LSTM Seminar Series: Deconstructing severe malaria

News article 3 Jul 2013

LSTM’s Seminar Series continued today with a presentation by Dr Climent Casals-Pascual, of the Centre for Cellular and Molecular PhysiologyNuffield Department of Medicine,  University of Oxford.

Dr Casals-Pascual’s research is aimed at understanding the molecules involved in the pathophysiology of severe malaria to improve its diagnosis and clinical management.

Severe malaria can develop from uncomplicated malaria in just a few hours in those people with low levels of immunity to malaria, which usually means those who have not been exposed to repeated episodes of the disease. Young African children are particularly at risk and even with good hospital treatment 20% will die. It is an important cause of global mortality and morbidity.

Dr Casals-Pascual stressed that “it is shocking how few strategies we have to reduce severe malaria”. In situations where children are suffering from respiratory distress, they require accurate diagnosis to determine if they have severe malaria or severe pneumonia. The clinical symptoms of severe malaria frequently overlap with those of other severe diseases like pneumonia, meningitis and bacteraemia. In these situations, malaria microscopy is a poor diagnostic tool for clinical management and empirical antibiotic treatment is recommended.  The most common clinical presentations of severe malaria are cerebral malaria, severe respiratory distress and severe malarial anaemia.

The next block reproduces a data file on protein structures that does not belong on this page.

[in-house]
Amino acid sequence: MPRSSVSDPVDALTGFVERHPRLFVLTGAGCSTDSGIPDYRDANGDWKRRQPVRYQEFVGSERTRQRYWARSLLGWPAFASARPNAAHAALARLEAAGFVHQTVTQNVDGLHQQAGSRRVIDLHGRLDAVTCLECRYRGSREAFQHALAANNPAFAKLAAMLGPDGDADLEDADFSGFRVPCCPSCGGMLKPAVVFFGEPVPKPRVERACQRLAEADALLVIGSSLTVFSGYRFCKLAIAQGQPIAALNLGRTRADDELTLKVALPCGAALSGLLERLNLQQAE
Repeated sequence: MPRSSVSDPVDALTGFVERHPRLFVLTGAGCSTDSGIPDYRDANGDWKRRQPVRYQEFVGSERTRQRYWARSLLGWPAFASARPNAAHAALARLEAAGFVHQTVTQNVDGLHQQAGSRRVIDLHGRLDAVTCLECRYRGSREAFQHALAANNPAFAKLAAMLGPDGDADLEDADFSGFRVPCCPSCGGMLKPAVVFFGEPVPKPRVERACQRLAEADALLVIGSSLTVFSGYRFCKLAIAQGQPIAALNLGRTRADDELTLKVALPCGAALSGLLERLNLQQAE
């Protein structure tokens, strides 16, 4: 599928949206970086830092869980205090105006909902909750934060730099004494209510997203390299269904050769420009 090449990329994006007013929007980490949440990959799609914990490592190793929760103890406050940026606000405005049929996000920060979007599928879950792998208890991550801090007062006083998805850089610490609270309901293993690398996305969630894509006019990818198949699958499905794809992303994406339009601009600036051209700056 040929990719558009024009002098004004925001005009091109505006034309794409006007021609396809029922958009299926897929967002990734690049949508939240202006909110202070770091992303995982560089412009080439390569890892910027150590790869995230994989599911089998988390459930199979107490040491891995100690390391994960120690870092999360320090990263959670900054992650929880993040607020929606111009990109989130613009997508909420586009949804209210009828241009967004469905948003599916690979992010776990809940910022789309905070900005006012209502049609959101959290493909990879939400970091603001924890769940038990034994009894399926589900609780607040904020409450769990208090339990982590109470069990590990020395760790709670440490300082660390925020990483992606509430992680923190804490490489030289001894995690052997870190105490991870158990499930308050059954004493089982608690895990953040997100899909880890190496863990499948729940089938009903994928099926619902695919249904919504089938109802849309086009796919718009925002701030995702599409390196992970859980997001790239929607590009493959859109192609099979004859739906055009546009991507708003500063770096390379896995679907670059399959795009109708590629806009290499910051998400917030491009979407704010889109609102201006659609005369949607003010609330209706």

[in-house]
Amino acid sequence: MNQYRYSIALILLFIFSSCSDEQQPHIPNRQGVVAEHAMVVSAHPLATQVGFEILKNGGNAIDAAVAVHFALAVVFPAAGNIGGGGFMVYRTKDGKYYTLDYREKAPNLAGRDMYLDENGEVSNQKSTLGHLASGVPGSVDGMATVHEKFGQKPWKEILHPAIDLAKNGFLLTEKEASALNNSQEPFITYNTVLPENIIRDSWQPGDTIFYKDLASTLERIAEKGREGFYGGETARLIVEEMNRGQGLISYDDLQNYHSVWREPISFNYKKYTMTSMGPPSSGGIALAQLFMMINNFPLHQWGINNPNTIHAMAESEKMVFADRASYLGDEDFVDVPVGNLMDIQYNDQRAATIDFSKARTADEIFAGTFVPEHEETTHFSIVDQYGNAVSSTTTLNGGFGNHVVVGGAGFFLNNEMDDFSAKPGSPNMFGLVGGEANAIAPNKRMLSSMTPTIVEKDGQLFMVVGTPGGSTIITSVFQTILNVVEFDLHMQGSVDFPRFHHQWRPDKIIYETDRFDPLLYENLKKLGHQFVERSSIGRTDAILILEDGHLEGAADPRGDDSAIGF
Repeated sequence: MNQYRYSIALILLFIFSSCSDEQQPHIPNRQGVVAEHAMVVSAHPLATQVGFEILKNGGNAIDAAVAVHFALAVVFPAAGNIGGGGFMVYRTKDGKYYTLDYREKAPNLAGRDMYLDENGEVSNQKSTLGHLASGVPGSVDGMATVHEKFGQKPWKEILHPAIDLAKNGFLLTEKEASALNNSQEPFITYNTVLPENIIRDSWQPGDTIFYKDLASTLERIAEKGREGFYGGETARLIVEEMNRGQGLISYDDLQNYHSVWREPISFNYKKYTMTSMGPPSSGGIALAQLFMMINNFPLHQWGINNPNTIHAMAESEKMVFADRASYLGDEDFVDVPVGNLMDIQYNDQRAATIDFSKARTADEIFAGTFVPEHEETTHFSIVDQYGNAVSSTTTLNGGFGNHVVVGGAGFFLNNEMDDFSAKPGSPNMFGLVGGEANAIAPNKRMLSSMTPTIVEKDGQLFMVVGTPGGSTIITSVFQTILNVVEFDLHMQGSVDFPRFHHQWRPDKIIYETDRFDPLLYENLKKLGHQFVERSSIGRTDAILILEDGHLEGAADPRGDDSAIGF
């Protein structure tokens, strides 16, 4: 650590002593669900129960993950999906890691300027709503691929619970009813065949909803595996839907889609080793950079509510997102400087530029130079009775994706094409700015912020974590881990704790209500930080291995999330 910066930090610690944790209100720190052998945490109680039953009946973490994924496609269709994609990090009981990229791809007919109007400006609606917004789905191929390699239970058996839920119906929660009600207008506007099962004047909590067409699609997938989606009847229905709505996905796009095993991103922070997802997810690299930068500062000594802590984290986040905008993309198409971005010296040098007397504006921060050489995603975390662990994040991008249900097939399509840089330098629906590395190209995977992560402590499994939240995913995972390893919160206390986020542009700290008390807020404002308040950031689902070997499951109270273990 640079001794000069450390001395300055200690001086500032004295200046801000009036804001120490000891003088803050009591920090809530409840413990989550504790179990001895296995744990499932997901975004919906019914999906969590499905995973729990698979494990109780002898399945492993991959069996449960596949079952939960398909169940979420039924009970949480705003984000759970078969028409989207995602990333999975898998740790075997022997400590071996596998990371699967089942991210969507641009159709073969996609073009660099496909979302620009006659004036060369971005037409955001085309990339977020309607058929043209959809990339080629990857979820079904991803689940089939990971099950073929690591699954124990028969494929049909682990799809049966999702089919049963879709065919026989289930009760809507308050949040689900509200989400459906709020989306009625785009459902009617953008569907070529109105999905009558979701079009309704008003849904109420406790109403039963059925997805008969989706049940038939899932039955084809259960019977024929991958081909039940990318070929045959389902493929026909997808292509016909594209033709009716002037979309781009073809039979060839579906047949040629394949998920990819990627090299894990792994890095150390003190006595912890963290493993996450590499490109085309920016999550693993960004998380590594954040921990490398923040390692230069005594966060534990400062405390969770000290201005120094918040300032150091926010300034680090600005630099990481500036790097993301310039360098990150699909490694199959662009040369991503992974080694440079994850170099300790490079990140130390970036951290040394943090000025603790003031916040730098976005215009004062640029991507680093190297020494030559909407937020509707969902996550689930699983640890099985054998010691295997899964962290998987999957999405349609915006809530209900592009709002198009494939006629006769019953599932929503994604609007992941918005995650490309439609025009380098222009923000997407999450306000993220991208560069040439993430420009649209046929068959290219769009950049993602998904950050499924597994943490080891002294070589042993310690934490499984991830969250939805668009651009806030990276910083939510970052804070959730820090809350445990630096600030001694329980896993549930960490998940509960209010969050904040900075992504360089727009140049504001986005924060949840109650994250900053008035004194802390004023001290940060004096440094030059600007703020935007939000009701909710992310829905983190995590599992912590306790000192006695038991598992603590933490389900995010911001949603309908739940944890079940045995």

A long-term vision would be a simple diagnostic tool for use in resource-poor settings, which uses a simple drop of blood to determine if the patient has severe malaria. But until then Dr Casals-Pascual is looking at biomarkers that can help in the decision making process to actually improve the management of these patients.

Within his presentation and discussion Dr Casals-Pascual outlined that the lack of accurate clinical case definitions for severe malaria limits our ability to diagnose and manage adequately these cases. And from a public health perspective, it limits our ability to have real estimates of the malaria burden and to monitor the efficacy of interventions and malaria control programmes. Therefore better markers of severe malaria with high sensitivity and specificity are required.

Alongside colleagues at the Centre for Cellular and Molecular Physiology, Dr Casals-Pascual thanked research partners at the University of Oxford Mathematical Institute and the UK Medical Research Council.